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A committee to reorganize the Consolidated Lake Superior Company was formed in August of 1903 at the height of the Corporation’s financial difficulties. Although the Board of Directors had hoped to refinance the Company rather than reorganize it, they ultimately agreed to adopt the plan, which provided for the incorporation of a new holding company. The primary function of this new company was to raise enough money through the sale of bonds to repay Speyer and Company in full and still leave an adequate balance to provide the newly organized company with working capital.

In an unprecedented move, the shareholders did not ratify the reorganization plan despite the recommendation and request made by the Board of Directors. Similarly, Francis H. Clergue, who had been out of the country at the time the plan was proposed and developed, expressed skepticism about the plan’s potential for success. The plan needed a boost. The initial proposal -- to have the provincial government underwrite the securities of the new company – was weak and uninspired. It did, however, lead to the idea of a separate underwriting company to underwrite the bonds of the new holding company, an idea that lent credibility to the scheme.

Francis Clergue and Henry Hamilton among others incorporated the Canada Improvement Company in 1904. The primary functions of the Improvement Company were to underwrite the securities of the new company and to assist in any negotiations that may be entered into with the provincial and dominion governments. The position advanced by the Improvement Company was that if a loan application was not only guaranteed by the government but also secured by a commitment from an underwriting firm then a lending institution would be more predisposed to lend money.

Algoma Steel

Spanish River Pulp and Paper Company
Sault Ste. Marie, Ontario, 1928

The government co-operated by guaranteeing a loan in the amount of $2 million albeit with conditions. The Improvement Company agreed to complete and to operate the Algoma Central Railway, to redeem the securities held by Speyer, to repay or secure releases for the liabilities of each of the Allied Companies and to form a new company to hold all of the securities of the former Consolidated Lake Superior Company. The Improvement Company assured the government that the guaranteed loan would be repaid in a timely fashion and that the new company would have a minimum of $1 million in working capital. The government was given the right to appoint three directors to the Board in order to ensure that the conditions were satisfied and it had some say in the management of the new company.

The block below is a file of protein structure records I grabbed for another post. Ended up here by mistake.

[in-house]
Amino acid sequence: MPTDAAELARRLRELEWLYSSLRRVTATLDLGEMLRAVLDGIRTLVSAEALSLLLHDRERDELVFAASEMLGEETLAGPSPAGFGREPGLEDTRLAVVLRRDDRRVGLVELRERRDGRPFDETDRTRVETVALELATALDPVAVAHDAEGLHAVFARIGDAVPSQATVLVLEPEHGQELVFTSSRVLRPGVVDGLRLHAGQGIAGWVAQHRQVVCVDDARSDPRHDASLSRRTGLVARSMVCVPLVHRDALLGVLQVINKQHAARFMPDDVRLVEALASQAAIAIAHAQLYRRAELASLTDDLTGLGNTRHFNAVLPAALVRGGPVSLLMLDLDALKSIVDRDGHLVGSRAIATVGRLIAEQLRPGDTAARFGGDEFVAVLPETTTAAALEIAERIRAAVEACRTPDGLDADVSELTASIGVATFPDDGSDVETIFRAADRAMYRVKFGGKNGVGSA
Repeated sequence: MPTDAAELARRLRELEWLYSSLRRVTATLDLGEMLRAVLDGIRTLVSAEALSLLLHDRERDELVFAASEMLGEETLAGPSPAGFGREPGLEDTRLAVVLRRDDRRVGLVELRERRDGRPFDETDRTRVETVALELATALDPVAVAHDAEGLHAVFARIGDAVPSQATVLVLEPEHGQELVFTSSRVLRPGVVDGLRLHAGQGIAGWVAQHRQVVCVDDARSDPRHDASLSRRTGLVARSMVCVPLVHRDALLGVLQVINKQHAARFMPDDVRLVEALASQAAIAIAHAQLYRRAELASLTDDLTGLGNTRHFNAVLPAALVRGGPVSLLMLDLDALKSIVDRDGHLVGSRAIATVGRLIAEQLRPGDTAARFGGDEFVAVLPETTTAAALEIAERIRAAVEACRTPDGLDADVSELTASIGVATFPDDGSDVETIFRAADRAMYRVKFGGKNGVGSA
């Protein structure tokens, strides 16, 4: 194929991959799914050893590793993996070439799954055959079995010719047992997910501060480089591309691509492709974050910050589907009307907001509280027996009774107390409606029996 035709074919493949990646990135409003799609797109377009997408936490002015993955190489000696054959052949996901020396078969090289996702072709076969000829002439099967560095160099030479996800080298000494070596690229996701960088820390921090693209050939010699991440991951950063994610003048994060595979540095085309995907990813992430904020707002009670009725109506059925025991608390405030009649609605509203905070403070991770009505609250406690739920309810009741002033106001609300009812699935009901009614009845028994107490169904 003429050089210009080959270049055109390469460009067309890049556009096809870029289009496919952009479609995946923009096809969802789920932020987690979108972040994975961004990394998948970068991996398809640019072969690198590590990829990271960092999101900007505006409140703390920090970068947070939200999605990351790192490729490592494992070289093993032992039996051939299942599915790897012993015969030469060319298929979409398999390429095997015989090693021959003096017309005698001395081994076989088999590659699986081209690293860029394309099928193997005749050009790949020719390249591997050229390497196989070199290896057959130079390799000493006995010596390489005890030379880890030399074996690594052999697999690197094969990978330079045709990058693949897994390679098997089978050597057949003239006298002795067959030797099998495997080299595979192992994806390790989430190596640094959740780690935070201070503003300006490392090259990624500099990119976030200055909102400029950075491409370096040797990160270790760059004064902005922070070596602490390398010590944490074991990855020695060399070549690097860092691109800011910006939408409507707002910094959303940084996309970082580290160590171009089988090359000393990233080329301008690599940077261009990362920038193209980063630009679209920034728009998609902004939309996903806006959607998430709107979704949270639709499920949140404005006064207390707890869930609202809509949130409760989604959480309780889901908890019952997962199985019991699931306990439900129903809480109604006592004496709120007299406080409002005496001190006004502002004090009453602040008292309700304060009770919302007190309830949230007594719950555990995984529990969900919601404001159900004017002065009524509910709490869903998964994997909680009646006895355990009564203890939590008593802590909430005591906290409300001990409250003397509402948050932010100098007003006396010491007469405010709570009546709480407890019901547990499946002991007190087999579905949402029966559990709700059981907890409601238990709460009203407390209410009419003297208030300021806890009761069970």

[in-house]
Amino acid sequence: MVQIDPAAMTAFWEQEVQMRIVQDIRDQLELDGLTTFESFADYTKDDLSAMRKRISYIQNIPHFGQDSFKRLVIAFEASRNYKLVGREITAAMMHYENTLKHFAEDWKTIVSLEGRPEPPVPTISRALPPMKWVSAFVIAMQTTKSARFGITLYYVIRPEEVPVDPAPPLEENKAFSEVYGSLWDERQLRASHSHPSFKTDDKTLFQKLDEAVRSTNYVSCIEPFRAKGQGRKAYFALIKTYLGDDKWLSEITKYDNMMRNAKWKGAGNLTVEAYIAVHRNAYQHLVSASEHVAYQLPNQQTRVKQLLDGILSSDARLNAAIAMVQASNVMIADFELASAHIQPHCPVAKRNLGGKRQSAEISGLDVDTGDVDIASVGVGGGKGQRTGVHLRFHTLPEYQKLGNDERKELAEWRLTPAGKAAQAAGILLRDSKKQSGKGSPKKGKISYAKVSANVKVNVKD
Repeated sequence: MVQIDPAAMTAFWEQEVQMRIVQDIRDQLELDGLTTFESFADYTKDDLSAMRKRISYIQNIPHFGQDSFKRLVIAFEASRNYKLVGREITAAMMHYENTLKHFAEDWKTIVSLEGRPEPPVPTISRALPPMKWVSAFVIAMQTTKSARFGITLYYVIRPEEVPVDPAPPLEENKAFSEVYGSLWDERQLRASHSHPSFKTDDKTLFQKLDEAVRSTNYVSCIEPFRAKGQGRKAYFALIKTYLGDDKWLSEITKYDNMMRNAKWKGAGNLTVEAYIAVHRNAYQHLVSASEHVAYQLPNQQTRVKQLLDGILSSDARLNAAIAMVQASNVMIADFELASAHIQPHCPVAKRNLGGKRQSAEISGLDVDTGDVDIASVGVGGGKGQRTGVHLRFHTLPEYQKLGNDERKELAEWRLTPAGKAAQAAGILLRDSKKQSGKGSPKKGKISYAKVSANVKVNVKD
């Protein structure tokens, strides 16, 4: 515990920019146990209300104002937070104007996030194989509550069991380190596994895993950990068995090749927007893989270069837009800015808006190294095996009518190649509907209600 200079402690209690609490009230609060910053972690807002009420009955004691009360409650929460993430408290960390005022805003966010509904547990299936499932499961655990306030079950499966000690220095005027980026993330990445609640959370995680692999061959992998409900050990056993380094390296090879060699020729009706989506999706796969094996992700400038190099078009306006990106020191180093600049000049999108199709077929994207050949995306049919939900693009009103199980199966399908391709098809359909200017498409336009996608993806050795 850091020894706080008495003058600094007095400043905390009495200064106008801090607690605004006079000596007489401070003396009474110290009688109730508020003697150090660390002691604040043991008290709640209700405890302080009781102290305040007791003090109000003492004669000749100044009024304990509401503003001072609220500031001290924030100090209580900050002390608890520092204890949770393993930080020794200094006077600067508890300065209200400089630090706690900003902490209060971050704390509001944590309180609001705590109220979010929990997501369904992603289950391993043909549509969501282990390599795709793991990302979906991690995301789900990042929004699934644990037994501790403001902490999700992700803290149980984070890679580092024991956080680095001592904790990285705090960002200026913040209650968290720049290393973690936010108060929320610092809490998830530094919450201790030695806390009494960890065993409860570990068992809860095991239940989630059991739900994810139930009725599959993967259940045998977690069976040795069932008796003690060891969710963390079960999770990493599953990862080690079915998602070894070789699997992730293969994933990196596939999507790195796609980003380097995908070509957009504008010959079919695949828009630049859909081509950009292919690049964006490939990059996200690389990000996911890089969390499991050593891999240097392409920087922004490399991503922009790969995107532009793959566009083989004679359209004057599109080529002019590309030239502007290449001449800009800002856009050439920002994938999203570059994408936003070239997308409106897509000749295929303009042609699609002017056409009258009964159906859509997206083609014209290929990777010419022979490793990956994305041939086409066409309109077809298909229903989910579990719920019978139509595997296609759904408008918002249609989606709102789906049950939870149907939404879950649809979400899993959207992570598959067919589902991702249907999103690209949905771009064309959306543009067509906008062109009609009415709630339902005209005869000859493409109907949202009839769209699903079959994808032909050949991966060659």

The Reorganization Committee declared the plan to be operational in May, 1904. The next step taken was the incorporation of the Lake Superior Corporation pursuant to the laws of New Jersey and with its head office in Jersey City, New Jersey. As its final act, the Reorganization Committee executed a contract with Speyer and Company for the acquisition of all of Speyer’s interest in the Allied Companies. The creation of this new company and the buy out of Speyer marked the end of Philadelphia control over the industries at Sault Ste. Marie.

Stock in the newly-created Lake Superior Corporation was held by shareholders of the old Consolidated, by creditors of the Consolidated who accepted bonds and shares in settlement of their accounts and by the Canada Improvement Company. The Improvement Company purchased the securities of the Allied Companies of the old Consolidated held by Speyer and Company and, in turn, transferred them to the Lake Superior Corporation. Clergue took possession of the properties on behalf of the new Corporation and deposited the securities with the Morton Trust Company as security for a first mortgage.